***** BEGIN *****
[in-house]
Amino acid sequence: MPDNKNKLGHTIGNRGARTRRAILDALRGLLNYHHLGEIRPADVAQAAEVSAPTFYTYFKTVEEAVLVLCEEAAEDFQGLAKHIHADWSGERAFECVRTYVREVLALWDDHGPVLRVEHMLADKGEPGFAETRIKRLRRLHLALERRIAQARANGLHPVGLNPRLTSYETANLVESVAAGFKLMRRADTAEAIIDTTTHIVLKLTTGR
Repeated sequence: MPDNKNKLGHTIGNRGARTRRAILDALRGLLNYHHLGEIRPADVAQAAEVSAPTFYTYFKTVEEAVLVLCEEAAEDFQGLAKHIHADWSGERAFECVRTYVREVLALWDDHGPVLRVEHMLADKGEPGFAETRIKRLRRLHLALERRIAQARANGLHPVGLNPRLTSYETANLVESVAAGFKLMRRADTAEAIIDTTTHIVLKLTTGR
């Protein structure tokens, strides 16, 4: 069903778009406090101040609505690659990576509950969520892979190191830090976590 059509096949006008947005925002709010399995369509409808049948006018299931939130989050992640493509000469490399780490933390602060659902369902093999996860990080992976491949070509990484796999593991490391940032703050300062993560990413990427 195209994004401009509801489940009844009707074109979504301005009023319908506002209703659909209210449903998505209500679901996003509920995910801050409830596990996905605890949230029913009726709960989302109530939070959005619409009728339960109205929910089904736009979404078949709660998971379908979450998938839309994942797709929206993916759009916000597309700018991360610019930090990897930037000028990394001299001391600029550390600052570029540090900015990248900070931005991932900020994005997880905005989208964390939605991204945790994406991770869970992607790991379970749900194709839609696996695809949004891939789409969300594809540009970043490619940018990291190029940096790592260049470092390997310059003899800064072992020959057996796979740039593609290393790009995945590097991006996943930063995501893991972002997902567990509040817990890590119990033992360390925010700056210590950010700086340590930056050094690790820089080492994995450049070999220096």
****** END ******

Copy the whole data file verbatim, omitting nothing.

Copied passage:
[in-house]
Amino acid sequence: MPDNKNKLGHTIGNRGARTRRAILDALRGLLNYHHLGEIRPADVAQAAEVSAPTFYTYFKTVEEAVLVLCEEAAEDFQGLAKHIHADWSGERAFECVRTYVREVLALWDDHGPVLRVEHMLADKGEPGFAETRIKRLRRLHLALERRIAQARANGLHPVGLNPRLTSYETANLVESVAAGFKLMRRADTAEAIIDTTTHIVLKLTTGR
Repeated sequence: MPDNKNKLGHTIGNRGARTRRAILDALRGLLNYHHLGEIRPADVAQAAEVSAPTFYTYFKTVEEAVLVLCEEAAEDFQGLAKHIHADWSGERAFECVRTYVREVLALWDDHGPVLRVEHMLADKGEPGFAETRIKRLRRLHLALERRIAQARANGLHPVGLNPRLTSYETANLVESVAAGFKLMRRADTAEAIIDTTTHIVLKLTTGR
């Protein structure tokens, strides 16, 4: 069903778009406090101040609505690659990576509950969520892979190191830090976590 059509096949006008947005925002709010399995369509409808049948006018299931939130989050992640493509000469490399780490933390602060659902369902093999996860990080992976491949070509990484796999593991490391940032703050300062993560990413990427 195209994004401009509801489940009844009707074109979504301005009023319908506002209703659909209210449903998505209500679901996003509920995910801050409830596990996905605890949230029913009726709960989302109530939070959005619409009728339960109205929910089904736009979404078949709660998971379908979450998938839309994942797709929206993916759009916000597309700018991360610019930090990897930037000028990394001299001391600029550390600052570029540090900015990248900070931005991932900020994005997880905005989208964390939605991204945790994406991770869970992607790991379970749900194709839609696996695809949004891939789409969300594809540009970043490619940018990291190029940096790592260049470092390997310059003899800064072992020959057996796979740039593609290393790009995945590097991006996943930063995501893991972002997902567990509040817990890590119990033992360390925010700056210590950010700086340590930056050094690790820089080492994995450049070999220096």